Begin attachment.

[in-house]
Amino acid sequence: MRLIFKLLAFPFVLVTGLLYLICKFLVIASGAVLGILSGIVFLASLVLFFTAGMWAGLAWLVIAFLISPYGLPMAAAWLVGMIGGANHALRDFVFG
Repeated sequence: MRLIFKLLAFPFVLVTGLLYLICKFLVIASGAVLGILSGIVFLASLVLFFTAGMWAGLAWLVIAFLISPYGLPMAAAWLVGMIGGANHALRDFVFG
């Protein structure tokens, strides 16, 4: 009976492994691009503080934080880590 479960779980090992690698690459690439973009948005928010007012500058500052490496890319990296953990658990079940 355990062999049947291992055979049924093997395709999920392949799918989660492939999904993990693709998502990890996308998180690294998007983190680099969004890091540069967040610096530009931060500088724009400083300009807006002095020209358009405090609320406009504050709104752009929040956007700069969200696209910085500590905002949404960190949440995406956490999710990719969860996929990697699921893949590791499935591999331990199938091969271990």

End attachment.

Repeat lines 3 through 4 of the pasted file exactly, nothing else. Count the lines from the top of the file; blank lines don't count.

Repeated sequence: MRLIFKLLAFPFVLVTGLLYLICKFLVIASGAVLGILSGIVFLASLVLFFTAGMWAGLAWLVIAFLISPYGLPMAAAWLVGMIGGANHALRDFVFG
């Protein structure tokens, strides 16, 4: 009976492994691009503080934080880590 479960779980090992690698690459690439973009948005928010007012500058500052490496890319990296953990658990079940 355990062999049947291992055979049924093997395709999920392949799918989660492939999904993990693709998502990890996308998180690294998007983190680099969004890091540069967040610096530009931060500088724009400083300009807006002095020209358009405090609320406009504050709104752009929040956007700069969200696209910085500590905002949404960190949440995406956490999710990719969860996929990697699921893949590791499935591999331990199938091969271990």